The photoresist coerced from the bottle 10 by the high pressure generated by the charge pump 60 is passed through the bubble removal filter 70. As shown in FIG. 3, the bubble removal filter 70 has a housing, an inlet pipe 72 a and an outlet pipe 72 b extending from the housing at opposite sides thereof and communicating with the interior of the housing, and a membrane 72 c disposed in the housing as interposed between the inlet pipe 72 a and the outlet pipe 72 b. The interior of the housing occupied by the membrane 72 c has a diameter larger than those of the inlet pipe 72 a and the outlet pipe 72 b. Also, the membrane 72 c of the bubble removal filter 70 is preferably stiffer and stronger than the membrane of the foreign substance removal filter 40 seeing that the pressure generated by the charge pump 60 is greater than the pressure generated by the dispensing pump 30.

The membrane 72 c serves to trap bubbles removed from photoresist passing through the housing from the inlet pipe 72 a to the outlet pipe 72 b. For example, the membrane 72 c may be of UPE (ultra-high molecular weight polyethylene). The photoresist induced through the inlet pipe 72 a is under a relatively high pressure because of the relatively small inner diameter of the inlet pipe 72 a. The pressure of the photoresist then decreases rapidly as the photoresist passes through the membrane 72 c because the housing in which the membrane 72 c is disposed has an inner diameter larger than that of the inlet pipe 72 a. Both large and micro-bubbles are released from the photoresist and cling to membrane 72 c due to the decrease in pressure in the photoresist.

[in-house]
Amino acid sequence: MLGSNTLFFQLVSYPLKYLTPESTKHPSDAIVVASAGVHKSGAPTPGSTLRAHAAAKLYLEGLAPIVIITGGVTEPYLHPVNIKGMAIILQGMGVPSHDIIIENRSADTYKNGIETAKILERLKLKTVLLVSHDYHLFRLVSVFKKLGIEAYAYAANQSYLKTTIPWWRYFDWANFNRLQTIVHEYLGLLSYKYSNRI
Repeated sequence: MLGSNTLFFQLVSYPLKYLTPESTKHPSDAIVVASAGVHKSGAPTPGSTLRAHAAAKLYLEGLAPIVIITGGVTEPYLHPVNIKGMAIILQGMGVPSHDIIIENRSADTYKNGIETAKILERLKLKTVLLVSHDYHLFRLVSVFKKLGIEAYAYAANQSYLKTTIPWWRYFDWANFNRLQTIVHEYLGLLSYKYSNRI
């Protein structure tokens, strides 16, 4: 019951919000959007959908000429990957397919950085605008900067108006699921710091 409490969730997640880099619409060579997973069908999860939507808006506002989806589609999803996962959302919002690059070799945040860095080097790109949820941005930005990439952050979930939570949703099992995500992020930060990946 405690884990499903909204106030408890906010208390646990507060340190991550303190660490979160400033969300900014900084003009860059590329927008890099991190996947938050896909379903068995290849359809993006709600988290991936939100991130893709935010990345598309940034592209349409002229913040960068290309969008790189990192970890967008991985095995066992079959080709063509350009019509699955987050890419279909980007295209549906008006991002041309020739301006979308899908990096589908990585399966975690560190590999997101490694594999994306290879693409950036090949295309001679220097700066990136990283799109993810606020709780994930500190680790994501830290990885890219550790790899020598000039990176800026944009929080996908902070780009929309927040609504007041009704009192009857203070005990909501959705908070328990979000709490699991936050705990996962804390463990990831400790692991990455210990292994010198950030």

Then, the photoresist from which the large and micro bubbles have been removed is discharged through the outlet pipe 72 b. The bubble removal filter 70 may also have an exhaust pipe 72 d connected to the housing. Air from the bubbles removed from the photoresist is discharged from the housing through the exhaust pipe 72 d. On the other hand, a drain pipe may also be connected to the housing of the bubble removal filter 70. A valve 71 is disposed in the drain pipe. Accordingly, photoresist can be drained from the bubble removal filter 70 when the valve 71 is opened.

Referring again to FIG. 2, the buffer tank 80 stores a given volume of the photoresist that has passed through the bubble removal filter 70. Accordingly, the buffer tank 80 provides a stable supply of photoresist for the dispensing pump 30. Also, a plurality of level sensors 82 a, 82 b and 82 c are installed in the buffer tank 80 to sense for the presence of photoresist at the top, bottom and center of the buffer tank 80, respectively. Still further, a drain line is connected to the buffer tank 80. A valve 81 is disposed in the drain line so that the buffer tank 80 can be drained when the valve 81 is opened.